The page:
Encounters International Film Festival Kicks Off
Bristol has always been considered a nexus for pulling in from around the world creators of some of the most groundbreaking and astounding works of art, film etc closely followed by a sea of connoisseurs looking for their fix of innovative storytelling, and stunning visuals. Adding to Bristol’s cultural wealth will be the Encounters International Film Festival’s 16th annual event due to be held for six days from 16th – 21st November 2010, and featuring some of the finest filmmaking talent from all over the world. As usual the events will be held at The Arnolfini, @Bristol, Watershed, and The Cube Cinema.
The event is the largest of its kind in the UK, bringing together some of the finest movie making talents in an internationally acclaimed celebration of the art of short filmmaking and animation, submitting their work into the festivals recently re-launched and revamped competitive strands; Animated Encounters and Brief Encounters. As well as screenings of works by future Coppoloas, Scorseses and Lucas’ looking to win the much coveted awards and prizes, there an assortment of guest appearances and workshops to enthral and engage film lovers and makers alike.
The programme for the event was launched on 23rd September 2010 with a promise by its organisers to be the biggest one yet even though admissions to the individual activities and screenings are subject to the venues' capacity limits. The interest generated however could see thousands flocking to Bristol for an opportunity to participate in this incredible event, giving it even more international attention.
Highlights for Animation Encounters feature a look at the crossover of graffiti (urban or street) art with animation in a session entitled Canimation. This features an assortment of time lapse recordings of some adventurous graffiti applications. It is also rumoured that the identity of the legendary urban artist Banksy may be revealed in some as yet unseen footage. If graffiti art fails to capture your imagination then you can participate in a stop motion 3D master class or see how Irish animators are mounting up their own collection of awards in a showcase entitled Irish Beauty.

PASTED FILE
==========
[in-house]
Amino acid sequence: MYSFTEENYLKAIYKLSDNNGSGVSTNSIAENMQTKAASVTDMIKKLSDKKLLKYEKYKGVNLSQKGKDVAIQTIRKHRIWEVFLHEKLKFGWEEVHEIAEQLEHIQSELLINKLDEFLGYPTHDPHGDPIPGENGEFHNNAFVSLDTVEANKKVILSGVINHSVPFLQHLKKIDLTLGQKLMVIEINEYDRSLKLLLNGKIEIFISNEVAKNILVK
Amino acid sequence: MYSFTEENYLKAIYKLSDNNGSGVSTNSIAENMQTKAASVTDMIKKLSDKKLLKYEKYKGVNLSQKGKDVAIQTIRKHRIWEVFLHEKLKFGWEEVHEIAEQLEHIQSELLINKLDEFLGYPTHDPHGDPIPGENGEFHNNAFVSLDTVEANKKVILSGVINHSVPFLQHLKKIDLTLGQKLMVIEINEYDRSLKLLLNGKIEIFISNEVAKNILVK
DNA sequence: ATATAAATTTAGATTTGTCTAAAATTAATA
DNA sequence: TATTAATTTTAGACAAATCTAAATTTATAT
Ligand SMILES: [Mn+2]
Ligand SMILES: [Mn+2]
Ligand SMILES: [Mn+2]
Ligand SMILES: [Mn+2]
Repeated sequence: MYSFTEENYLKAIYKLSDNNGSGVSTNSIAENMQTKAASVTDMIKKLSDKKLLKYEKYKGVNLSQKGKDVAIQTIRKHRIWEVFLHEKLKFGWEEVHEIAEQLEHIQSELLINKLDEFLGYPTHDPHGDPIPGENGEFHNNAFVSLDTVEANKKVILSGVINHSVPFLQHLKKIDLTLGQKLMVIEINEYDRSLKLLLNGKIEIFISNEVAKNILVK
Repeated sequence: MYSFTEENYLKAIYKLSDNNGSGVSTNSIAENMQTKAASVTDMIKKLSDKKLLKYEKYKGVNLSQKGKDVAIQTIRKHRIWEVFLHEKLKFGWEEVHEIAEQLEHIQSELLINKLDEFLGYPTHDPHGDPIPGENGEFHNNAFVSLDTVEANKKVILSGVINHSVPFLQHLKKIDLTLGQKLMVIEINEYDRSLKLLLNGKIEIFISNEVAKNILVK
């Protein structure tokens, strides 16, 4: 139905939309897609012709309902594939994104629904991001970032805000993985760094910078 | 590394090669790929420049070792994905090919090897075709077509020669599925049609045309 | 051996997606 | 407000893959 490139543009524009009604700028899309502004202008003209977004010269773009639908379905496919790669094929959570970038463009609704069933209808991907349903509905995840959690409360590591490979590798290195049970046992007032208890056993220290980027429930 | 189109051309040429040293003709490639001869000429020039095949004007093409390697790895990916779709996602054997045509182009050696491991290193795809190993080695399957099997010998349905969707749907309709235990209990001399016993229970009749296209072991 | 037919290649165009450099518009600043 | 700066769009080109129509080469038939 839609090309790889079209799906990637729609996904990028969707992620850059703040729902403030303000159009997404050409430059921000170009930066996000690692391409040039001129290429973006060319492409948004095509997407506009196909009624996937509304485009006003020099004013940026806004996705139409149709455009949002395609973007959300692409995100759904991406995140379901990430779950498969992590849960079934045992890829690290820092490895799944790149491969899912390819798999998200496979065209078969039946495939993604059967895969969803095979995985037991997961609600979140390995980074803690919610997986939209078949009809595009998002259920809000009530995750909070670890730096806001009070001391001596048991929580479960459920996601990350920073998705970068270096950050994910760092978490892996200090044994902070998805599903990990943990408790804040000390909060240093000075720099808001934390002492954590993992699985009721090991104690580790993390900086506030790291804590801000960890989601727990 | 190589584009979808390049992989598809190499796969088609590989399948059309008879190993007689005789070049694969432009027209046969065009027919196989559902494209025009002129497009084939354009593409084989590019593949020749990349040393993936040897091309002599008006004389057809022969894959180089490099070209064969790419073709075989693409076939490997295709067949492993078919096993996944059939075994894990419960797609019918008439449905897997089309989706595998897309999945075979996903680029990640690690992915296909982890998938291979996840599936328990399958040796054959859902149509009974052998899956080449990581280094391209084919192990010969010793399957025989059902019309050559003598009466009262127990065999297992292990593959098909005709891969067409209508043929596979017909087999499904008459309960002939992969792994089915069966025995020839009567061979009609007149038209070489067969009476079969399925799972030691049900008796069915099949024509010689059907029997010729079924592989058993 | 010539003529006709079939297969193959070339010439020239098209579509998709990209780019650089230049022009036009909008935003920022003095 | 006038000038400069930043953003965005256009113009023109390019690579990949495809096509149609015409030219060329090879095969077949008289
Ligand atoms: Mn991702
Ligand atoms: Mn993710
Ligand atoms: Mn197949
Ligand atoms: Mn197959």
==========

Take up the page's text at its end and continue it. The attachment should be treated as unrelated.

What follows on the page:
The feature that will no doubt generate the most excitement is the appearance of comedian, actor, composer, and songwriter Tim Minchin in the Desert Island Flicks segment. Fans of Minchin familiar with his poem Storm will be excited to learn that his words have been translated to film which will receive a premier screening at the festival.
Brief Encounters promises events and appearances as equally packed and enthralling as its counterpart. If you fancy getting your hands dirty why not take part in Unravel: The Longest Hand Painted Film in Britain. Keeping in with the celebrity factor the BAFTA hosted A Brief Encounter with... features Andy Serkis whose motion capture performance as Gollum in the Lord of the Rings Trilogy followed by King Kong has made him a household name although more recently he garnered critical acclaim and a BAFTA nomination for his performance as Ian Dury in the biopic Sex & Drugs & Rock &Roll. You can also listen to Irish director Ken Wardrop talking about his experiences in making the award winning His and Hers.